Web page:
Phillips v. ANZ

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Dr Susan Phillips v Air New Zealand Limited 
English High Court: Morison J.: March 2002  
Alastair Sharp, instructed by Downs (Dorking), for Dr. Phillips      
John Kimbell, instructed by Beaumont & Son, for Air New Zealand
Although the case was decided on the issue of time-bar, the decision gives useful guidance on the interpretation of "Operations of embarking" in Article 17 of the Warsaw Convention and on the issue whether passenger support services at airports may be delegatd by the air carrier to independent contractors.

Case Note based on an Article in the April 2002 Edition of the ‘Bulletin’, published by the Marine and Insurance teams at the international firm of lawyers, DLA.

DMC Category Rating: Developed


Dr. Phillips checked in at Nadi International Airport in Fiji for an Air New Zealand flight in March 1997. The airline had been alerted that she was not able to lift anything and assistance in the form of a wheelchair and helper were provided. Her helper was employed by Air Terminal Services (Fiji) Limited (ATS), with whom ANZ had a contract for ground handling services.

As Dr. Phillips, sitting in the wheelchair, was being transported upstairs on an escalator, the chair fell back a couple of steps and she claimed to have suffered a whiplash injury. For the purposes of deciding preliminary issues, ANZ accepted an injury had been suffered and that it had been caused by the negligence of the ATS employee.

Dr. Phillips issued legal proceedings in March 2000, just within the 3-year limitation period under the UK Limitation Act 1981. But, if the Warsaw Convention applied, she was outside the two-year limitation imposed by section 5 of the Carriage by Air Act and the Convention itself. Specifically, Article 29 of the Convention provides that the right to damages is extinguished if the claim is not brought within 2 years from the date when the aircraft arrived or should have arrived at its destination.

If the Convention applied, it would provide Dr. Phillips' only remedy against the carrier (Sidhu & Others v British Airways [1997] AC 430).


The answer to the main question was a short one. The judge found that the Convention applied to Dr. Phillips’ claim and her delay in issuing proceeding was fatal to that claim. The Convention applies as soon as the passenger has presented a valid ticket for travel and the ticket has been accepted and a boarding pass issued; in other words when the passenger has successfully completed the check-in procedure. In Dr. Phillips' case, she had checked in and was being taken up to the departure gate when the accident occurred.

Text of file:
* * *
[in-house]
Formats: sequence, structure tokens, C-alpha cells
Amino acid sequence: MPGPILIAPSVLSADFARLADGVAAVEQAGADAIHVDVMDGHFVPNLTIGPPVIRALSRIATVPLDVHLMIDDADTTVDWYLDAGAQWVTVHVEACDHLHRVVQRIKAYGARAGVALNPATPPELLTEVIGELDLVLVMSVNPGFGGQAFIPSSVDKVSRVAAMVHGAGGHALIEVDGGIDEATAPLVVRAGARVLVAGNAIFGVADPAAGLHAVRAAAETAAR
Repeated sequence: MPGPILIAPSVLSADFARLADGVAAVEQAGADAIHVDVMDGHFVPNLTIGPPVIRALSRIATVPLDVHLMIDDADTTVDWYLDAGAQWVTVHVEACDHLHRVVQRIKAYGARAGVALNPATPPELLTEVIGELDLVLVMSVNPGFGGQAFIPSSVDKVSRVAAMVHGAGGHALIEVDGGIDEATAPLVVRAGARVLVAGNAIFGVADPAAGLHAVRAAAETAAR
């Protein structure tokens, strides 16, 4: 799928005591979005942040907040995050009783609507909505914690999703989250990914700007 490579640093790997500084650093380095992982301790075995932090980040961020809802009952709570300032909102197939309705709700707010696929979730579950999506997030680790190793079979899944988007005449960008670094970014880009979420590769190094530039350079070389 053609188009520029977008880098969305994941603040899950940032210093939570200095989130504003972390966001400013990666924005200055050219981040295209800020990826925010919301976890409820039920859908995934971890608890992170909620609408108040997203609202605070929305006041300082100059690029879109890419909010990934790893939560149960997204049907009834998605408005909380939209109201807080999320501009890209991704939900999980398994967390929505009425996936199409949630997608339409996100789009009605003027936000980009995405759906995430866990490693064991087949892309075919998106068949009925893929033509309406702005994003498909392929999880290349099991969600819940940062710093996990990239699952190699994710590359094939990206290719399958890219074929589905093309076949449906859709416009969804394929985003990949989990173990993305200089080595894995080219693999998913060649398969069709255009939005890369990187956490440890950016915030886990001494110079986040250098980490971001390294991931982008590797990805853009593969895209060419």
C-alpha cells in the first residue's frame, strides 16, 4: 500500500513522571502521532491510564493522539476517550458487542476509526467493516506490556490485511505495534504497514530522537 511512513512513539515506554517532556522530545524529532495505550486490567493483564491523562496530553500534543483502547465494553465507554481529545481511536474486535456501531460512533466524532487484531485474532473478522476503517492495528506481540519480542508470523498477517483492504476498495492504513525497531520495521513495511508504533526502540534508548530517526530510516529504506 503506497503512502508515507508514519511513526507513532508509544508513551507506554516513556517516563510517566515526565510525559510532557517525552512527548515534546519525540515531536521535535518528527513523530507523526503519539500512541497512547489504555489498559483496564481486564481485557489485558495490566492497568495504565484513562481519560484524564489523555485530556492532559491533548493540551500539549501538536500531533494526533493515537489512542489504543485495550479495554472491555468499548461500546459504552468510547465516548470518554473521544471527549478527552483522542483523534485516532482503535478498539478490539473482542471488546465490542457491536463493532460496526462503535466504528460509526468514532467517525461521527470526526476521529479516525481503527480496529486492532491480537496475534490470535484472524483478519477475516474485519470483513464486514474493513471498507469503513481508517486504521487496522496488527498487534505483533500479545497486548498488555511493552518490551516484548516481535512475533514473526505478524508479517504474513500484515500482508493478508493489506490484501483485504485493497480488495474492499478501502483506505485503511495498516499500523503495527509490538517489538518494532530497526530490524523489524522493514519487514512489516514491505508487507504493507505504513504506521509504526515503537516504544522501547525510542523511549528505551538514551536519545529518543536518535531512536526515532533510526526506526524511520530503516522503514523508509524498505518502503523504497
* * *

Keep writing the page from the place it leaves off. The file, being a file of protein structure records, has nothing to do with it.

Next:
But the judge was also asked to look at two further issues, even though they had become academic in the light of his conclusion. The first of these was whether Dr. Phillips’ injury fell within the meaning of Article 17 of the Warsaw Convention. This states that the carrier is liable for death, wounding or any other bodily injury suffered by a passenger if the accident took place on board the aircraft "or in the course of any of the operations of embarking or disembarking". Was Dr. Phillips in the course of any of the operations of embarking when she suffered her injury?

US case law suggests the best way to approach the question is by reference to three criteria: (i) where, geographically, the accident occurred, (ii) what the passenger was doing at the relevant time and (iii) whether the passenger was under the carrier's control. In the Irish case Helen Galvin v AER Rianta & AER Charter (18 March 1993), the Court held that the issue would depend on the circumstances of each individual case but that, in the context of an embarkation case, it must be established:

1. that the accident to the passenger is related to a specific flight; and

2. that it happened while the latter was actually entering or about to enter the aircraft; or

3. if it happened in the terminal building or otherwise on the airport premises, that the location of the accident is a place where the injured party was obliged to be in the process of embarkation.

In Dr. Phillips’ case, the judge found that the accident happened at a time when a specific flight had been called and Dr. Phillips was going upstairs to the departure gates. She was, therefore engaged in a process of embarkation.

There are several such processes, including checking in, the passage through security and passport control and the departure routine (going to the gate to be cleared for embarkation and proceeding to embark). These processes are not continual and, in the judge’s view, do not include the many minutes a passenger spends in the public or private lounges, or going duty-free shopping or eating or drinking in restaurants and cafes. Only during those processes required by the carrier is the passenger engaged in a process of embarkation.

The other issue was whether, had the Convention not applied, the airline would have been liable at common law for the negligence of the ATS employee. The judge found that ground services of the sort provided by ATS fell into a different class from non-delegable duties such as the operation of the aircraft and the maintenance and provision of competent flight crew. Like porterage services, the assistance provided by ATS was not of the essence of the contract of carriage, nor so hazardous that the principal would remain liable for the acts of an independent agent. ANZ were entitled to contract out their ground handling services to ATS and were entitled at common law to argue that they were not liable for the negligent acts of ATS as their independent contractors.



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